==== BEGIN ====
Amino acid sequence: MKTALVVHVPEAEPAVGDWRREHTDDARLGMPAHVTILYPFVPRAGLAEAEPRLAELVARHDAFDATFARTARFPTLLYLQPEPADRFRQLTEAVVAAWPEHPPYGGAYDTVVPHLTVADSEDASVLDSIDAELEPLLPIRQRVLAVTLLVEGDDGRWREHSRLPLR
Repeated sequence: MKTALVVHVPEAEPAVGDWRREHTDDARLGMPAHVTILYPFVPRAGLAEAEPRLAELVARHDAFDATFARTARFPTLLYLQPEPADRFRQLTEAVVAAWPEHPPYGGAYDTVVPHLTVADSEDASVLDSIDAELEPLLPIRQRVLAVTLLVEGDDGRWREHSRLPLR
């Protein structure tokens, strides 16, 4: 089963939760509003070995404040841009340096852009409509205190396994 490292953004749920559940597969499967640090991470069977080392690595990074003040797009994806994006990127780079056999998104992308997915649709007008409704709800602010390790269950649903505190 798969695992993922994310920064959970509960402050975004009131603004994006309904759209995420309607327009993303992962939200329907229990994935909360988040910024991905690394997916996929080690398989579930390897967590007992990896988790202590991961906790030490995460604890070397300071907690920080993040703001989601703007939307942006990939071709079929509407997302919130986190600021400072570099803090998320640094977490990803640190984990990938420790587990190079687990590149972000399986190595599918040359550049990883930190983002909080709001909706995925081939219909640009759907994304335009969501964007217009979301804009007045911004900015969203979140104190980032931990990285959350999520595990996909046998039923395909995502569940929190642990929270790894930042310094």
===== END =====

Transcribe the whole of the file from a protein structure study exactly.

Amino acid sequence: MKTALVVHVPEAEPAVGDWRREHTDDARLGMPAHVTILYPFVPRAGLAEAEPRLAELVARHDAFDATFARTARFPTLLYLQPEPADRFRQLTEAVVAAWPEHPPYGGAYDTVVPHLTVADSEDASVLDSIDAELEPLLPIRQRVLAVTLLVEGDDGRWREHSRLPLR
Repeated sequence: MKTALVVHVPEAEPAVGDWRREHTDDARLGMPAHVTILYPFVPRAGLAEAEPRLAELVARHDAFDATFARTARFPTLLYLQPEPADRFRQLTEAVVAAWPEHPPYGGAYDTVVPHLTVADSEDASVLDSIDAELEPLLPIRQRVLAVTLLVEGDDGRWREHSRLPLR
């Protein structure tokens, strides 16, 4: 089963939760509003070995404040841009340096852009409509205190396994 490292953004749920559940597969499967640090991470069977080392690595990074003040797009994806994006990127780079056999998104992308997915649709007008409704709800602010390790269950649903505190 798969695992993922994310920064959970509960402050975004009131603004994006309904759209995420309607327009993303992962939200329907229990994935909360988040910024991905690394997916996929080690398989579930390897967590007992990896988790202590991961906790030490995460604890070397300071907690920080993040703001989601703007939307942006990939071709079929509407997302919130986190600021400072570099803090998320640094977490990803640190984990990938420790587990190079687990590149972000399986190595599918040359550049990883930190983002909080709001909706995925081939219909640009759907994304335009969501964007217009979301804009007045911004900015969203979140104190980032931990990285959350999520595990996909046998039923395909995502569940929190642990929270790894930042310094």